With unemployment running high in Los Angeles, tentative efforts had been initiated toward alleviating the problem as the winter of 1930 approached. City and county officials, in conjunction with business leaders, concerned citizens, and the Los Angeles Chamber of Commerce, attempted to create a coordinating committee to work with charitable agencies such as the Red Cross and the Community Chest. The committee’s chief goal was the creation of jobs through public works projects and offers of private businesses. Each relief agency, however, was to continue its own particular tasks as well. This bringing together of local relief efforts coalesced during October and November 1930 and was finally placed on firm ground towards the end of the following month. The delay was apparently due to the rivalry among the people involved. Mayor John C. Porter held out for a separate Los Angeles city coordinating committee, while others wanted one committee for all agencies and organizations in the county.7
Meanwhile, President Hoover had appointed Colonel Arthur Woods as national coordinator of the President’s Emergency Committee for Employment (known as the PECE), and this organization began writing dozens of letters to cities throughout the country, offering encouragement, giving advice, and requesting information on individual local relief efforts so that the PECE could act as a clearing house.8 Los Angeles, still in the process of organizing its relief committee, nonetheless received praise from the PECE for having “tackled the problem of unemployment in an affirmative way.” Having been informed that much of the initiative had been undertaken by the Los Angeles Chamber of Commerce, the PECE suggested the creation of “a general city committee representative of local officials and the various social agencies.”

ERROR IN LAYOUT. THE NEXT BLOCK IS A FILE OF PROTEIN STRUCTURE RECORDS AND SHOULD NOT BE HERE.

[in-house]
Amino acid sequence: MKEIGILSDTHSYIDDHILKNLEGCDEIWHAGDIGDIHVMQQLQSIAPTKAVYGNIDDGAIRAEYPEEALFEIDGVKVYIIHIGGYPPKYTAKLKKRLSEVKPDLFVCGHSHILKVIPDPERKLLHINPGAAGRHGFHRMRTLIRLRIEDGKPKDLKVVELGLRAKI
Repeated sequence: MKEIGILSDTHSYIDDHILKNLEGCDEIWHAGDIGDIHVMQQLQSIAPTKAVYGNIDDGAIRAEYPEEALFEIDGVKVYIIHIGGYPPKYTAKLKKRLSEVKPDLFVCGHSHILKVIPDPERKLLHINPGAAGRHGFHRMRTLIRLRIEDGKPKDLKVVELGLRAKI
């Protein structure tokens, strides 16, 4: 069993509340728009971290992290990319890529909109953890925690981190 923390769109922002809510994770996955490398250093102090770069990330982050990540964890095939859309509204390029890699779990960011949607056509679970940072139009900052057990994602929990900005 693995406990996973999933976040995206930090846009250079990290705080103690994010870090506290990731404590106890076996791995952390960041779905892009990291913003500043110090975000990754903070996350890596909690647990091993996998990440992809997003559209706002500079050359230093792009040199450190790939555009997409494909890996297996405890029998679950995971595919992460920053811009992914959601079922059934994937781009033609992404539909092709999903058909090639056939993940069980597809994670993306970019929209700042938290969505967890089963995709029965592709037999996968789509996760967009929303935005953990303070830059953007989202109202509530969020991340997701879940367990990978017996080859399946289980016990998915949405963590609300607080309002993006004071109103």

Finally (and appropriately enough, on Christmas Eve), the organization of a local coordinating committee was completed — or rather, two committees, one for the city of Los Angeles, the other for the rest of Los Angeles County. Mayor Porter’s unhappiness at not being made head of the county committee had resulted in a failure to achieve total unity. The county committee was to handle all unemployed people not residents of the city of Los Angeles, but the two committees did plan to work together. Harvey C. Fremming, a labor official from Long Beach, received the appointment of director of the county committee, while the same assignment for the city committee fell to Charles P. Visel.
Members of the Los Angeles Citizens Committee on Coordination of Unemployment Relief, the city committee’s official title, represented a cross section of Los Angeles civic leadership. They included Mayor Porter, County Supervisor Frank L. Shaw, Los Angeles Times publisher Harry Chandler, Los Angeles Chamber of Commerce President John C. Austin, and various city officials and business executives. A city appropriation guaranteed the life of the committee until at least the following April. Coordinator Visel presented a plan to the committee, which approved his outline, and he began work immediately.
In its 25 and 27 December issues, the Illustrated Daily News reported on Visel’s plan which called for contacting “all government, industrial and private sources of labor with a view toward creation of employment. Through a central clearing house, the applicants for jobs will be introduced to the available jobs most fitted for them.” It was understood that preference in job placement would be given to longtime residents of the city. Office space for Visel was provided in the Los Angeles City Hall.
Visel’s Scare Tactics